Sometimes, planning for midyear or annual reviews can feel like a job in and of itself. However, we can take five concrete steps to ensure that feedback does what it is intended to do — improve our performance.
Step 1: Understand your organization’s performance evaluation process
What metrics will be measured? Who evaluates your performance? What is the process for gathering feedback about your performance? Who sees the feedback, and how will it be delivered to you? How long can you anticipate such a meeting will be? Where will the meeting be? How will it be scheduled? Can you expect to receive a written copy of the evaluation? Knowing the answers to these seemingly mundane questions can alleviate a significant amount of stress, thereby allowing you to focus on preparing substantively.
Step 2: Take stock
If you don’t regularly keep track of your weekly accomplishments and contributions to the organization, now is the time to update your “highlight reel.” This will help mitigate against any recency bias. Take the time to go through emails, your calendar, text messages, Slack chains and the like in order to memorialize everything you have accomplished since your last review. Using some of your accomplishments, and focusing on attributes that your organization values, fill out a “STAR chart.”
This is also the time to review your previous evaluation. Be able to specifically discuss how your performance has improved since your last meeting in which feedback was delivered.
Step 3: Prepare to receive positive and negative feedback (and likely a combination of both)
First, know and appreciate that without feedback, we cannot grow professionally. The data is clear; feedback is a clear driver of performance and leadership effectiveness. Leaders who seek critical feedback are consistently seen as more effective by colleagues.
It is important for you to prepare for multiple scenarios. The first scenario: You receive extremely positive feedback. In this scenario, you should be prepared to discuss compensation: “Based on my feedback, it sounds like I am a good candidate for a raise. Is now a good time to discuss that?” Similarly, be prepared to discuss a promotion. Know what is expected of you in order to be promoted to the next level; consult job descriptions if necessary. Probe the person with whom you are meeting about your path to promotion.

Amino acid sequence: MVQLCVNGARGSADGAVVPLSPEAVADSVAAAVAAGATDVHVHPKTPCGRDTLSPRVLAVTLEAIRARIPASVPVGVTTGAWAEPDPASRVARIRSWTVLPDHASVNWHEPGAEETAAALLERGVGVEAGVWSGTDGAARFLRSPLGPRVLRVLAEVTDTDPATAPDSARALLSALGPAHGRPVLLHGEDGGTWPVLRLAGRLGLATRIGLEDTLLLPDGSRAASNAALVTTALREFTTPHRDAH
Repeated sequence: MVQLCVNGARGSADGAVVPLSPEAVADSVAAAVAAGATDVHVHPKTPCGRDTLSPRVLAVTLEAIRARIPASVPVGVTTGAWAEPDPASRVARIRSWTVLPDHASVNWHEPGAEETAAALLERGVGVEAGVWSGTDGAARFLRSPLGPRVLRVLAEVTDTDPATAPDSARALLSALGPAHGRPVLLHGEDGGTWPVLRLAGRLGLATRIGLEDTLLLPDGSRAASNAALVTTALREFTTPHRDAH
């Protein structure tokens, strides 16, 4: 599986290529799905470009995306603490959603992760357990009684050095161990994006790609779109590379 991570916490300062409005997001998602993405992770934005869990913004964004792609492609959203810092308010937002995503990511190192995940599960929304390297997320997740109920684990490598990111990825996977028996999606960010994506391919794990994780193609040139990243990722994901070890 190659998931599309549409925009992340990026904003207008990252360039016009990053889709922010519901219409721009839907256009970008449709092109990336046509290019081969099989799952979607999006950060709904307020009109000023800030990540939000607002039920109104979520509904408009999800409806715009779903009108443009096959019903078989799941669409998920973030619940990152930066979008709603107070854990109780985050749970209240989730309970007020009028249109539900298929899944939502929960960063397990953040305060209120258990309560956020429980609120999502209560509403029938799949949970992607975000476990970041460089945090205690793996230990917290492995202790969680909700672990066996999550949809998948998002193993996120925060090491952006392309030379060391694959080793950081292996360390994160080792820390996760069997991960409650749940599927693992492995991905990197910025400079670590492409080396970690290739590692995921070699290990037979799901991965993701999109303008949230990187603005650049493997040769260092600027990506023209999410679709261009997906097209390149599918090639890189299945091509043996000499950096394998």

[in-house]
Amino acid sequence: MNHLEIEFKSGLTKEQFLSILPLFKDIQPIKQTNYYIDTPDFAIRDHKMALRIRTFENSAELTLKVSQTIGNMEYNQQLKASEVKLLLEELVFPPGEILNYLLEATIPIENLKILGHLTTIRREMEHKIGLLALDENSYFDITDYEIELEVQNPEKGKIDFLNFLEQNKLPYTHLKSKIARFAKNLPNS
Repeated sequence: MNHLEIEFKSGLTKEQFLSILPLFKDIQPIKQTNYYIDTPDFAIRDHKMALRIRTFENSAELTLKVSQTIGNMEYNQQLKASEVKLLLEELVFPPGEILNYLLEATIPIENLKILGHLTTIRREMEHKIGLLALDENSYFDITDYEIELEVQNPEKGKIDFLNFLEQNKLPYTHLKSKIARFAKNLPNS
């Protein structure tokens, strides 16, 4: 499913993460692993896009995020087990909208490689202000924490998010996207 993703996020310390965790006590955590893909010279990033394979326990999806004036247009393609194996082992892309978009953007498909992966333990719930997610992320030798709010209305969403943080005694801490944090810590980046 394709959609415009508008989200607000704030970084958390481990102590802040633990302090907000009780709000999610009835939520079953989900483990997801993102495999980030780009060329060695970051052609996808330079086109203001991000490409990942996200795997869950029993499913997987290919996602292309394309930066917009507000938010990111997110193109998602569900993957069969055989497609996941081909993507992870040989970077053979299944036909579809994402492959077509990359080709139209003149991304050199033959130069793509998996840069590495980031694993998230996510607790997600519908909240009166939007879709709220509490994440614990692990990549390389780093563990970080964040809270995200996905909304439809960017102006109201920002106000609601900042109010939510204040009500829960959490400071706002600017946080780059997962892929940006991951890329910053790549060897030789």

The second scenario to prepare for: You receive unexpectedly critical feedback. It happens. First, it is imperative that you have some understanding of neuroscience before going into any midyear or annual review. Hearing negative feedback that conflicts with our own image of ourselves prompts our brains to go into “fight or flight” mode. We feel angry, defensive and self-conscious. Science is clear; many people quite literally cannot hear or process negative feedback. So, to compensate for brain misbehavior, make sure to have pen and paper. Practice consciously transitioning into listening mode: “I’m hearing negative feedback. I need to continue to breathe, and I need to listen and take notes.” Be prepared to be gracious. Avoid becoming defensive or blaming others. Ask for time to absorb the feedback and circle back for a follow up discussion.
An important aspect to feedback and receiving it in a constructive manner is to expect contradictions. You may hear or read contradictions between individual pieces of feedback, or contradictions between how you see yourself and how others see you. Rather than attempt to dissect and parse contradictions, try to take a step back and absorb the feedback holistically.
Step 4: Think through your career development
Prepare answers to questions, including where do you see yourself in five years? What can the company do to support you and get you where you want to go? Finally, what are your goals for the next six months or year? Remember, no one cares more about your career than you, so be sure to prompt and own this part of the conversation if you do not get these types of questions.
Step 5: Strive to create space and adopt a generally positive mindset
To prepare for different contingencies, draft an agenda, in case one is needed and you are expected to lead the discussion. Strive to carve out 10 minutes of downtime immediately prior to your meeting. Think about and appreciate the time it has taken your colleague to solicit and deliver feedback for you. Look forward to the opportunity to share some of your accomplishments. Confirm that you are on track to continue to contribute and that you are a valued part of the organization. Finally, be mindful not to schedule overtop of or immediately after your meeting. You may need or want a fair amount of time to digest the discussion afterwards.
Preparation is the key to ensuring that your reviews serve you and your performance. ACS coaches are here to work with you to get you ready. Just contact us for an appointment.